Departmental Dispatch 23/1948 BATAVIA, 22 July 1948
GENERAL POLITICAL SITUATION
Reference: Consulate-General Telegram No.179 dated 16th July , Consulate-General Telegram No.182 dated 22nd July. 
Since my last despatch  negotiations between the Dutch and the Republicans under the auspices of the Committee of Good Offices have virtually been at a standstill and political interest transferred to the Bandoeng Conference.
2. It has been reported to the Department that the Bandoeng Conference was really sponsored by the Dutch to sponsor a Dutch plan for a Federated Indonesian Government and Union with Holland.
The Conference has now created an unforseen development in that the Indonesians from the various created states have themselves put forward their own plan for an Interim Federal Government to include the Republic on terms which is said to have the unofficial agreement of at least some Republicans. The picture is not completely clear and details of the new proposals are not known.
They will be studied and considered by the Provisional Federal Government on the 26th July after which they will be sent to Jogja for consideration by the Republicans.
3. During my recent visit to East Indonesia and while at Makassar I stayed with the Dutch Commissioner Mr. Manderlaar and had the opportunity of paying courtesy visits to the President and Prime Minister of East Indonesia.
4. President Sukawati told me in general conversation that he was afraid of the communistic element in the Republic and that whatever happened in regard to the Dutch-Republican dispute, independence for the rest of Indonesia must be gone on with and achieved by 1/1/1949. He also said that the distrust between the Dutch and Republicans was a grave factor. At the time I saw the President he was anxiously awaiting the return of his Prime Minister from the Bandoeng Conference in respect of which he placed the highest hopes.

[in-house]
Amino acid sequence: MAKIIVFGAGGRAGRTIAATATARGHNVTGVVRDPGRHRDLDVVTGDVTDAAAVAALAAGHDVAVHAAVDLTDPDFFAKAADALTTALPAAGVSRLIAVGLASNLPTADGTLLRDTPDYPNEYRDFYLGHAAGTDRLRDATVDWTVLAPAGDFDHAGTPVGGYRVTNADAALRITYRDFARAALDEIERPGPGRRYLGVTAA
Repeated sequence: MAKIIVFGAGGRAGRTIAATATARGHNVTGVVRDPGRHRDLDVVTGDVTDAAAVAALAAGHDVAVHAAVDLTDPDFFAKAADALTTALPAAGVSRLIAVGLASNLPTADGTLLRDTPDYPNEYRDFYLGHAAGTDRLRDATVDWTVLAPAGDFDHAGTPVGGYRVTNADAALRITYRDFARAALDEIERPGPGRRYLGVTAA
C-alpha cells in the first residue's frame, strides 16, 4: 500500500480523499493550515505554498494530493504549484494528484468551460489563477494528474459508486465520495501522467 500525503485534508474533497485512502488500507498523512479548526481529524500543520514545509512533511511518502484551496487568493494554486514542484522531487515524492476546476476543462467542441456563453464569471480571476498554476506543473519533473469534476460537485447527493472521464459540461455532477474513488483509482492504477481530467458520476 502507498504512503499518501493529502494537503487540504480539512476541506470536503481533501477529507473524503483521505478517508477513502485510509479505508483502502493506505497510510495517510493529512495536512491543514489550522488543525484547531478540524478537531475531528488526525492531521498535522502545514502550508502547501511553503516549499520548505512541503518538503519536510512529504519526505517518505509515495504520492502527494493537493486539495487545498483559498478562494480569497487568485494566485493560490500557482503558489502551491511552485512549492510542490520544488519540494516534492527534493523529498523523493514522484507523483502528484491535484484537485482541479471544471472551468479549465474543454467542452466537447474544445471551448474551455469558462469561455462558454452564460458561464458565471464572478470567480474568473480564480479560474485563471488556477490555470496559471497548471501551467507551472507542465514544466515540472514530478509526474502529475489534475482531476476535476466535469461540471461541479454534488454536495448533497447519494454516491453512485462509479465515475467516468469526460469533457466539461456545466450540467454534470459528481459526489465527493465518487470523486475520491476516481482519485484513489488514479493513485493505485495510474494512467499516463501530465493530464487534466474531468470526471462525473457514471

5. Prime Minister Anak Agoeng I saw after his return to Makassar from Bandoeng. He is a most interesting, capable and well thought of man who undoubtedly has a big future in Indonesian politics.
Anak Agoeng also told me that independence must be achieved by 1/1/1949 and that the work ahead to accomplish this was terrific.
As regards the Republic he said the problem had now become an Indonesian one which should and could be settled by themselves and also brought forward the point of the distrust between the Dutch and Republicans. He did not tell me of the latest settlement proposals from Bandoeng and that such proposals had been made I heard later from the East Indonesian Secretary of State for Home Affairs who accompanied the Prime Minister at Bandoeng.
6. The Secretary of State Mr. Bastiaanse a leftist Dutchman told me that the new proposals were a genuine attempt on the part of members of the Bandoeng Conference to settle the Dutch-Republican dispute by an overall solution and have come as a surprise to the Dutch authorities and had the effect of holding up a Dutch settlement plan with or without the Republic being sent to The Hague.
7. Last night the 21st July at a reception held by the Belgian Consulate I had a talk with Raden Abdul-Kadir. He told me he had been in bad health and away on holidays but that he had now taken his place again as Chairman of the Dutch Delegation. Abdul-Kadir said that recently at Jogja he had several talks with Dr. Hatta but always came up against the one great stumbling block 'sovereignty', he was reticent with regard to a future solution or to the outcome of the Bandoeng Conference.